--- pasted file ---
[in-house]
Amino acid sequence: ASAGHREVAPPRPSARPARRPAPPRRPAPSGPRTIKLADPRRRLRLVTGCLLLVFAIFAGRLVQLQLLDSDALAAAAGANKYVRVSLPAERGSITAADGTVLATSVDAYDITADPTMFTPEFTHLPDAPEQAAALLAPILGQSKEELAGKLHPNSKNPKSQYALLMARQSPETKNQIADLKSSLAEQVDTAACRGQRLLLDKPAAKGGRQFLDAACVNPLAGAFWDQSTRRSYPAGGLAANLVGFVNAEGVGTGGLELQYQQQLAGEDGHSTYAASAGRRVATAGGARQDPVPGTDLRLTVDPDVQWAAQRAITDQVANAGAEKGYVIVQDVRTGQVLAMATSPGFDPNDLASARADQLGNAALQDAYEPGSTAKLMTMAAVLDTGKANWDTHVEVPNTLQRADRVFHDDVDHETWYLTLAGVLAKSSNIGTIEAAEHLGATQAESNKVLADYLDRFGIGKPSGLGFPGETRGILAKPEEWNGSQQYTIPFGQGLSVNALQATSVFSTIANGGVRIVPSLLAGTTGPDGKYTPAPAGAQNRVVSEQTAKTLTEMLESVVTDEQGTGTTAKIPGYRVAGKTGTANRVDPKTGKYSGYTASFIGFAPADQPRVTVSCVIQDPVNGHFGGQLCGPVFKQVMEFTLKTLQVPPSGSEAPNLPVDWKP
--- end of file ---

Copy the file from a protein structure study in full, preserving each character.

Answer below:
[in-house]
Amino acid sequence: ASAGHREVAPPRPSARPARRPAPPRRPAPSGPRTIKLADPRRRLRLVTGCLLLVFAIFAGRLVQLQLLDSDALAAAAGANKYVRVSLPAERGSITAADGTVLATSVDAYDITADPTMFTPEFTHLPDAPEQAAALLAPILGQSKEELAGKLHPNSKNPKSQYALLMARQSPETKNQIADLKSSLAEQVDTAACRGQRLLLDKPAAKGGRQFLDAACVNPLAGAFWDQSTRRSYPAGGLAANLVGFVNAEGVGTGGLELQYQQQLAGEDGHSTYAASAGRRVATAGGARQDPVPGTDLRLTVDPDVQWAAQRAITDQVANAGAEKGYVIVQDVRTGQVLAMATSPGFDPNDLASARADQLGNAALQDAYEPGSTAKLMTMAAVLDTGKANWDTHVEVPNTLQRADRVFHDDVDHETWYLTLAGVLAKSSNIGTIEAAEHLGATQAESNKVLADYLDRFGIGKPSGLGFPGETRGILAKPEEWNGSQQYTIPFGQGLSVNALQATSVFSTIANGGVRIVPSLLAGTTGPDGKYTPAPAGAQNRVVSEQTAKTLTEMLESVVTDEQGTGTTAKIPGYRVAGKTGTANRVDPKTGKYSGYTASFIGFAPADQPRVTVSCVIQDPVNGHFGGQLCGPVFKQVMEFTLKTLQVPPSGSEAPNLPVDWKP